Wednesday, December 18, 2013

Traveling through Japan

Cars drive on the left side of the road, but power outlets are 110V (generally close enough to 120V for most U.S. products to work) using ungrounded (2-pin) North American plugs. Hotels generally don't have fitness rooms, and if they do, they are aimed at leisure travelers opening well after your business meeting will start. Hotel breakfasts are awesome, often including a mix of western and Japanese items (without missing any from either cuisine.) Only downside is that it makes you miss the fitness room even more. Traveling through Japan is relatively easy because most locations are labeled in latin script. Bus and rail ticket vending machines always offer an English option. Nevertheless, there are invariably surprises. The good news is that service providers really do want to help. Indeed, the level of politeness is like white noise. It feels wrong only when it's not there. Surprisingly, everyone takes it for granted, rarely acknowledging the bows and the various statements of "domo origami gozaimasu" offered multiple times any time you go near (let alone interact with) a service person. Whenever possible, just say "domo." It means please and/or thank you. Most importantly, it conveys an acknowledgment that you are ready to treat the person in front of you like a human being.

I was lucky to have local hosts to make many of the steps work without having to fumble through them. I suppose that part of traveling like a scientist is that you have scientific friends wherever you go. The other part of traveling like a scientist is that you use the scientific method in figuring out how to use some common appliance or in facing whatever obstacle you encounter. For example, when I was setting up the projector for my talk, I was faced with a remote control whose buttons were entirely in Japanese. There had to be a button that turned it on and another that would switch the mode to the VGA input. The former was easy: it was the big red button. The latter was trickier but limited to a few likely candidates based on pattern recognition with US remotes. A little trial-and-error and, voila, my presentation was ready to start. I guess I could have waited for my hosts to do this, but after all their kindness, I wanted to give them one less thing to do. We could then move sooner into the purpose of my visit: discussing our latest scientific results, and using them to enable each other's next scientific advance.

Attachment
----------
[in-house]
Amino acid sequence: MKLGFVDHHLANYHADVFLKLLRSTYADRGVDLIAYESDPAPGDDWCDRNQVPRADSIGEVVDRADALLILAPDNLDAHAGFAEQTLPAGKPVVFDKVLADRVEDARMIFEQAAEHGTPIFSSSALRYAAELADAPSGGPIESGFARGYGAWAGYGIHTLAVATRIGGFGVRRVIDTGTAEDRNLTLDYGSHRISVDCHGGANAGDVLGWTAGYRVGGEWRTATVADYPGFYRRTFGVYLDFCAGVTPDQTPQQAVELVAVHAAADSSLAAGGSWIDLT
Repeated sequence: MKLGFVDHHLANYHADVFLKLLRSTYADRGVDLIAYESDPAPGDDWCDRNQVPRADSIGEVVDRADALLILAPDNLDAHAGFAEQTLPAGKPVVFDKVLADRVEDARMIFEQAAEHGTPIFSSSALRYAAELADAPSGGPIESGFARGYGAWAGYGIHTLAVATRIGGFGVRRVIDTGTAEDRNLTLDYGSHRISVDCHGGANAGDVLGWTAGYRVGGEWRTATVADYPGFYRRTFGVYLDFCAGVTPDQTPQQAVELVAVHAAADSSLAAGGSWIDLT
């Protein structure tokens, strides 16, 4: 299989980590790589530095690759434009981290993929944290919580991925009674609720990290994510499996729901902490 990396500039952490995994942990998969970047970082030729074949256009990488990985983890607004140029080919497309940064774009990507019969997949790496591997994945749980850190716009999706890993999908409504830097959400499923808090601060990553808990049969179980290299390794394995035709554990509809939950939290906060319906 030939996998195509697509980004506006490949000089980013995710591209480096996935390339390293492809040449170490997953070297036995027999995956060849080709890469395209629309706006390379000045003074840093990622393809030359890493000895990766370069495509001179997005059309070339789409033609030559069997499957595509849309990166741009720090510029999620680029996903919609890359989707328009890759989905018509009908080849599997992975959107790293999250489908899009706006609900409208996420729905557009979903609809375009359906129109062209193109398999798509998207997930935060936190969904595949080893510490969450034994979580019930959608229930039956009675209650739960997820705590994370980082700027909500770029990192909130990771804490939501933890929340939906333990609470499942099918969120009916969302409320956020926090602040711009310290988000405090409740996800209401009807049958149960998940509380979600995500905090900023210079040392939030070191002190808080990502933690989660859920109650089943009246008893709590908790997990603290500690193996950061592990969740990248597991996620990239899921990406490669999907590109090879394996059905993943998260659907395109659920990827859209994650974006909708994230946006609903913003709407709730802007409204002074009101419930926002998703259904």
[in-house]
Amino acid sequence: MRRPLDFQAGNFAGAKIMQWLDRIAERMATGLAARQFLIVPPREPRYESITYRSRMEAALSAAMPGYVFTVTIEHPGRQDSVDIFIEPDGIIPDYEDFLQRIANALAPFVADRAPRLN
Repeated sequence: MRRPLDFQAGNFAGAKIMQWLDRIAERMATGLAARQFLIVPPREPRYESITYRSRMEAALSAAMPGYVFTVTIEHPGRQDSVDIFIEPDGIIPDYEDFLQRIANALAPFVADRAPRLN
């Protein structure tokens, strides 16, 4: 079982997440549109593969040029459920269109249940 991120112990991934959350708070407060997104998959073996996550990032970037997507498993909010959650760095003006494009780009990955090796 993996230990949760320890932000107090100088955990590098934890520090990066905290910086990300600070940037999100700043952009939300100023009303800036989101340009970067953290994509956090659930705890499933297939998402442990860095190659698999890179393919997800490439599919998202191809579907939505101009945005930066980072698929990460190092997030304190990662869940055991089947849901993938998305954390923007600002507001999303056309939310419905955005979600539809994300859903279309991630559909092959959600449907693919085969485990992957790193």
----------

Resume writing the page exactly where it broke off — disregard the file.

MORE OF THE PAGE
1. For me, it was the air conditioner remote in the tiny business hotel on the Japanese coast that was the challenge! Glad you are enjoying the experience, and do try the baths!

    1. You were there during the summer! In the winter time, particularly in Hokkaido, cooling was not a problem. Lowering the overly warm thermostats was easy. I just pressed the down arrow. :-) I did try two different baths on my last day in Hokkaido. It was, as you suggested, not an experience to be missed!

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